36 Faculteit der Letteren Rijksuniversiteit Groningen Lecture 1, Monday Jan 10, 2005

37 Faculteit der Letteren Rijksuniversiteit Groningen Lecture 1, Monday Jan 10, 2005 S-shaped curves can be modelled (by curve-fitting) to various mathematical functions, including the logistic function ln(p/(1-p)) = k + st where t is time, p is the probability of the advancing form, k is the intercept and s a constant representing the slope of the curve (see Kroch 1989)

38 Faculteit der Letteren Rijksuniversiteit Groningen Lecture 1, Monday Jan 10, 2005 Constant Rate Hypothesis (Kroch 1989): changes spread at the same rate in all environments

39 Faculteit der Letteren Rijksuniversiteit Groningen Lecture 1, Monday Jan 10, 2005 That is: the intercepts of two curves may differ, but the slopes are the same, assuming the two curves represent two conditions of a single change

40 Faculteit der Letteren Rijksuniversiteit Groningen Lecture 1, Monday Jan 10, 2005

41 Faculteit der Letteren Rijksuniversiteit Groningen Lecture 1, Monday Jan 10, 2005 Primary motivation for the CRH: DO-support in English Slope parameters for 5 environments: Negative declaratives3.74 Negative questions3.45 Transitive Yes/No questions3.62 Intransitive Yes/No questions 3.77 Affirmative WH-object questions 4.01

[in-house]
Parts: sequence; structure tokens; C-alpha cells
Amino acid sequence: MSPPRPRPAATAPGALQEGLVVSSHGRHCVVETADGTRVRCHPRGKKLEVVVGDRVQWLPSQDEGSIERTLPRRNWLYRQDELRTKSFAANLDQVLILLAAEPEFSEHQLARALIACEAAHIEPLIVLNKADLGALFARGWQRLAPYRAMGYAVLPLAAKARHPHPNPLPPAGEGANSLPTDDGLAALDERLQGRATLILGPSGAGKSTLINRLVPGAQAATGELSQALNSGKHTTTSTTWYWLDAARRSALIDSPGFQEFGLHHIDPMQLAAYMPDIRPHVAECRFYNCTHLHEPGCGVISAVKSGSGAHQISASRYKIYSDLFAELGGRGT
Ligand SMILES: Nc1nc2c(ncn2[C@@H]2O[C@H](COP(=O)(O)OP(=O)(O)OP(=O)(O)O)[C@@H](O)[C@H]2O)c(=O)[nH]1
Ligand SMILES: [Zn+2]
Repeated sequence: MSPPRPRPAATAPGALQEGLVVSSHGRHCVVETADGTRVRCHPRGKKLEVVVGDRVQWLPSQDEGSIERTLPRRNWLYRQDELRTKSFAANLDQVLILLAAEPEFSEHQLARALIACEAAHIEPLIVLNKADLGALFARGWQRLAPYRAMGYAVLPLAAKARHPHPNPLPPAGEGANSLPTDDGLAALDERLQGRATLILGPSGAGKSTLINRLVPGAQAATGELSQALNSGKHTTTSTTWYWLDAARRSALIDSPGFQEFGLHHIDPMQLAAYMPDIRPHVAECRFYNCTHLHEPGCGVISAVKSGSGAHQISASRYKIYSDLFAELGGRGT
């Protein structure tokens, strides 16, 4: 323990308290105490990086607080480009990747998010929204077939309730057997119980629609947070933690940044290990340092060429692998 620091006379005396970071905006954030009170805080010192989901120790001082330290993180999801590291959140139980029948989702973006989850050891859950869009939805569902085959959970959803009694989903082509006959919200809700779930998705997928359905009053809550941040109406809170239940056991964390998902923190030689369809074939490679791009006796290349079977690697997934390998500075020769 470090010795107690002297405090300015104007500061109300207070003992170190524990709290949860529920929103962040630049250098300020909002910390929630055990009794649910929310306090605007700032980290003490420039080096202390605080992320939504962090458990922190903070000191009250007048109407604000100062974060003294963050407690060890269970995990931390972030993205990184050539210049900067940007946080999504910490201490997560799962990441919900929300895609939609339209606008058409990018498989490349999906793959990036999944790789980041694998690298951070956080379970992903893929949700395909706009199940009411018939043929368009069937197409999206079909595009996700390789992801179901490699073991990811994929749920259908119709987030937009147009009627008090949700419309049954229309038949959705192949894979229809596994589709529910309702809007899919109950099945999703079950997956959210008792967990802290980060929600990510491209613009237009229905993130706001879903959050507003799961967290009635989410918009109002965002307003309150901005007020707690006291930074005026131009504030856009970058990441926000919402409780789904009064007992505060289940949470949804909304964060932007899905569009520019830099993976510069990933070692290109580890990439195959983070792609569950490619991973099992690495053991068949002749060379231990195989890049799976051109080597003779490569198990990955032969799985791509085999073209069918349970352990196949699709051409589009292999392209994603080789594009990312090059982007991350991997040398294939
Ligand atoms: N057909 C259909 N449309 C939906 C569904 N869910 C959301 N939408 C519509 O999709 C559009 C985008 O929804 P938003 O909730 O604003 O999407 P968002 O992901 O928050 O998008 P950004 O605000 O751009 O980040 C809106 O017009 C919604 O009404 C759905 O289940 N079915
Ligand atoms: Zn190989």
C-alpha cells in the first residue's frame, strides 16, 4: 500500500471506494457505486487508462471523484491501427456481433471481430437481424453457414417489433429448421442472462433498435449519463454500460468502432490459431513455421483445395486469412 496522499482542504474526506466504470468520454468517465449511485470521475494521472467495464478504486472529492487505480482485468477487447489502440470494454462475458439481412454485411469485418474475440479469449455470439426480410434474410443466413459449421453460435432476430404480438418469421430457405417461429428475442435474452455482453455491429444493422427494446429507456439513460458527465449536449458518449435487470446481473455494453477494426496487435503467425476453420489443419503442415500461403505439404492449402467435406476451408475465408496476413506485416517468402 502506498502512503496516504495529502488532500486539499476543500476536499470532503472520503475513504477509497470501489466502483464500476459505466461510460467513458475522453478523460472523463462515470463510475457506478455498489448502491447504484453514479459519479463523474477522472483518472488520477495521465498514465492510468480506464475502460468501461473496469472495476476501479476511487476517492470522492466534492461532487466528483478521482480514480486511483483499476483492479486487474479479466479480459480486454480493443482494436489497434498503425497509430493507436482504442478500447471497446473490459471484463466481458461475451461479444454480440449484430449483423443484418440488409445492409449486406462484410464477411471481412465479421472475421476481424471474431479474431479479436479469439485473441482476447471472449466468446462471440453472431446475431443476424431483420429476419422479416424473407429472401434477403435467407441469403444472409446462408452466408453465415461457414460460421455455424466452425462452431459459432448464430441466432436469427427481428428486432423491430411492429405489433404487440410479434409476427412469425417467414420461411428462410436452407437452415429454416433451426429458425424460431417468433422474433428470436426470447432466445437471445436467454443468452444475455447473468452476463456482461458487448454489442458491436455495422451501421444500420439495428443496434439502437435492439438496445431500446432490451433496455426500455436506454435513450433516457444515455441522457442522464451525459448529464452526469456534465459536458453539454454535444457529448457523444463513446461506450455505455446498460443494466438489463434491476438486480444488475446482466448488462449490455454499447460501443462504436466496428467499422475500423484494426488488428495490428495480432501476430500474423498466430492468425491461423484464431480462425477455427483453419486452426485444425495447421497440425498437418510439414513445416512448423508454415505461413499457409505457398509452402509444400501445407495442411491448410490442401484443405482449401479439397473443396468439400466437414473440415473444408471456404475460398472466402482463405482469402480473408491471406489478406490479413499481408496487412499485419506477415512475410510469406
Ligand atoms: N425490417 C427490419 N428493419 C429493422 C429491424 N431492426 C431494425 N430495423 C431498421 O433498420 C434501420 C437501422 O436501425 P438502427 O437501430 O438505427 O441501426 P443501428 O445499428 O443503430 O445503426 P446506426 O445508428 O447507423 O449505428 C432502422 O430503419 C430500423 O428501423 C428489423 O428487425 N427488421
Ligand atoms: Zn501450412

42 Faculteit der Letteren Rijksuniversiteit Groningen Lecture 1, Monday Jan 10, 2005 A Dutch example: lexical replacement of ogenblik by moment 3 environments: op het ogenblik/moment: series 1 elk/ieder ogenblik/moment: series 2 geen ogenblik/moment: series 3

43 Faculteit der Letteren Rijksuniversiteit Groningen Lecture 1, Monday Jan 10, 2005

44 Faculteit der Letteren Rijksuniversiteit Groningen Lecture 1, Monday Jan 10, 2005 The constant rate hypothesis holds very neatly for the two related minimizer uses: geen moment and ieder moment

45 Faculteit der Letteren Rijksuniversiteit Groningen Lecture 1, Monday Jan 10, 2005 Compare The train may arrive any moment/second/minute now. #The train may arrive any day now. ##The train may arrive any year now.